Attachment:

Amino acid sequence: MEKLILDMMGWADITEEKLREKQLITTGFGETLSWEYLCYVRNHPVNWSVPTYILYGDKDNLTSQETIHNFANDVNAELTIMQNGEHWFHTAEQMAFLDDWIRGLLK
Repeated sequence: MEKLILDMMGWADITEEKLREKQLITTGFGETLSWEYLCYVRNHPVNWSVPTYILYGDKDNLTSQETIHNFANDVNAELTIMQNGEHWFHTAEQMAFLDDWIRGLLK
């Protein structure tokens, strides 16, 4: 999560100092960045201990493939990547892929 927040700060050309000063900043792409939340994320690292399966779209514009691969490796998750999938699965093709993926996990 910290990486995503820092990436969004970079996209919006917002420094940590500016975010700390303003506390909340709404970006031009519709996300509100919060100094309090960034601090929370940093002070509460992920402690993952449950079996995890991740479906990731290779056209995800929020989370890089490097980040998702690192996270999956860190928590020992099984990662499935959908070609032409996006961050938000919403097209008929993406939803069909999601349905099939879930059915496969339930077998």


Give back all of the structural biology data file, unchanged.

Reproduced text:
Amino acid sequence: MEKLILDMMGWADITEEKLREKQLITTGFGETLSWEYLCYVRNHPVNWSVPTYILYGDKDNLTSQETIHNFANDVNAELTIMQNGEHWFHTAEQMAFLDDWIRGLLK
Repeated sequence: MEKLILDMMGWADITEEKLREKQLITTGFGETLSWEYLCYVRNHPVNWSVPTYILYGDKDNLTSQETIHNFANDVNAELTIMQNGEHWFHTAEQMAFLDDWIRGLLK
């Protein structure tokens, strides 16, 4: 999560100092960045201990493939990547892929 927040700060050309000063900043792409939340994320690292399966779209514009691969490796998750999938699965093709993926996990 910290990486995503820092990436969004970079996209919006917002420094940590500016975010700390303003506390909340709404970006031009519709996300509100919060100094309090960034601090929370940093002070509460992920402690993952449950079996995890991740479906990731290779056209995800929020989370890089490097980040998702690192996270999956860190928590020992099984990662499935959908070609032409996006961050938000919403097209008929993406939803069909999601349905099939879930059915496969339930077998």